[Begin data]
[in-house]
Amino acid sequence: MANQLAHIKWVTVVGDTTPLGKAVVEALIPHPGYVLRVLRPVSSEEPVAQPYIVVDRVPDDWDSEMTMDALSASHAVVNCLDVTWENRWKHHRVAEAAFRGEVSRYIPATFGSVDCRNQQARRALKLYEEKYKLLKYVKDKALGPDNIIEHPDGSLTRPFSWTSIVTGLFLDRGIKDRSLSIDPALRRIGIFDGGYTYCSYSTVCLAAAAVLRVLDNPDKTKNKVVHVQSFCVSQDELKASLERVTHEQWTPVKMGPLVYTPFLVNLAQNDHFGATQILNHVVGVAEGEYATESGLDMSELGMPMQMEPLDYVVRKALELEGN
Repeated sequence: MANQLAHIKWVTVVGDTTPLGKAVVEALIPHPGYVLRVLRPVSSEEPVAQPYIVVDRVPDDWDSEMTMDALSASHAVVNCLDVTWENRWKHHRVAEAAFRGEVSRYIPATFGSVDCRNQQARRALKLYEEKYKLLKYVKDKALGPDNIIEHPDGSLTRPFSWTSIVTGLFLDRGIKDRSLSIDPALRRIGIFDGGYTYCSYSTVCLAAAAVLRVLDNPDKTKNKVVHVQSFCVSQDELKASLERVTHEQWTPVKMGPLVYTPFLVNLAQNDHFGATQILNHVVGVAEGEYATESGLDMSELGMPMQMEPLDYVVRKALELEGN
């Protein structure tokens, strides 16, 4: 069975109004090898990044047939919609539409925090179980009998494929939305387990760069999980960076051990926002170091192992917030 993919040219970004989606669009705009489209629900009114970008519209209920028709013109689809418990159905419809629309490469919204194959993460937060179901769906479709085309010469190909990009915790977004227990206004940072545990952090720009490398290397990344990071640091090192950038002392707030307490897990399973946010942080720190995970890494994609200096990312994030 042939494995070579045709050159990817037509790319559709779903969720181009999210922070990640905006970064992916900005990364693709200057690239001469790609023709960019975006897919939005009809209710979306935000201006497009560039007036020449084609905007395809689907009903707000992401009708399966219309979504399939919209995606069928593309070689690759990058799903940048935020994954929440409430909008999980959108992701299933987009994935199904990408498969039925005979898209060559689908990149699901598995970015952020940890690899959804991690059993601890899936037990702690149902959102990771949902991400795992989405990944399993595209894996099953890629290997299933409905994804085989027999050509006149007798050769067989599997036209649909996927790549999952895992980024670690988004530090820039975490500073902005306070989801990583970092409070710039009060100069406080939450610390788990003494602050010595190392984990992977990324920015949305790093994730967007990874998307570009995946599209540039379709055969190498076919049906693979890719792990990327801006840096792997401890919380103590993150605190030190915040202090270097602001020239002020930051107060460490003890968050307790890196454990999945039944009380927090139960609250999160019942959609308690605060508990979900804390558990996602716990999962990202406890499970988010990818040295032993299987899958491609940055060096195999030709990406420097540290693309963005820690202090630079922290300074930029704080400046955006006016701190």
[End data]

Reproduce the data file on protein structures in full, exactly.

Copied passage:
[in-house]
Amino acid sequence: MANQLAHIKWVTVVGDTTPLGKAVVEALIPHPGYVLRVLRPVSSEEPVAQPYIVVDRVPDDWDSEMTMDALSASHAVVNCLDVTWENRWKHHRVAEAAFRGEVSRYIPATFGSVDCRNQQARRALKLYEEKYKLLKYVKDKALGPDNIIEHPDGSLTRPFSWTSIVTGLFLDRGIKDRSLSIDPALRRIGIFDGGYTYCSYSTVCLAAAAVLRVLDNPDKTKNKVVHVQSFCVSQDELKASLERVTHEQWTPVKMGPLVYTPFLVNLAQNDHFGATQILNHVVGVAEGEYATESGLDMSELGMPMQMEPLDYVVRKALELEGN
Repeated sequence: MANQLAHIKWVTVVGDTTPLGKAVVEALIPHPGYVLRVLRPVSSEEPVAQPYIVVDRVPDDWDSEMTMDALSASHAVVNCLDVTWENRWKHHRVAEAAFRGEVSRYIPATFGSVDCRNQQARRALKLYEEKYKLLKYVKDKALGPDNIIEHPDGSLTRPFSWTSIVTGLFLDRGIKDRSLSIDPALRRIGIFDGGYTYCSYSTVCLAAAAVLRVLDNPDKTKNKVVHVQSFCVSQDELKASLERVTHEQWTPVKMGPLVYTPFLVNLAQNDHFGATQILNHVVGVAEGEYATESGLDMSELGMPMQMEPLDYVVRKALELEGN
């Protein structure tokens, strides 16, 4: 069975109004090898990044047939919609539409925090179980009998494929939305387990760069999980960076051990926002170091192992917030 993919040219970004989606669009705009489209629900009114970008519209209920028709013109689809418990159905419809629309490469919204194959993460937060179901769906479709085309010469190909990009915790977004227990206004940072545990952090720009490398290397990344990071640091090192950038002392707030307490897990399973946010942080720190995970890494994609200096990312994030 042939494995070579045709050159990817037509790319559709779903969720181009999210922070990640905006970064992916900005990364693709200057690239001469790609023709960019975006897919939005009809209710979306935000201006497009560039007036020449084609905007395809689907009903707000992401009708399966219309979504399939919209995606069928593309070689690759990058799903940048935020994954929440409430909008999980959108992701299933987009994935199904990408498969039925005979898209060559689908990149699901598995970015952020940890690899959804991690059993601890899936037990702690149902959102990771949902991400795992989405990944399993595209894996099953890629290997299933409905994804085989027999050509006149007798050769067989599997036209649909996927790549999952895992980024670690988004530090820039975490500073902005306070989801990583970092409070710039009060100069406080939450610390788990003494602050010595190392984990992977990324920015949305790093994730967007990874998307570009995946599209540039379709055969190498076919049906693979890719792990990327801006840096792997401890919380103590993150605190030190915040202090270097602001020239002020930051107060460490003890968050307790890196454990999945039944009380927090139960609250999160019942959609308690605060508990979900804390558990996602716990999962990202406890499970988010990818040295032993299987899958491609940055060096195999030709990406420097540290693309963005820690202090630079922290300074930029704080400046955006006016701190």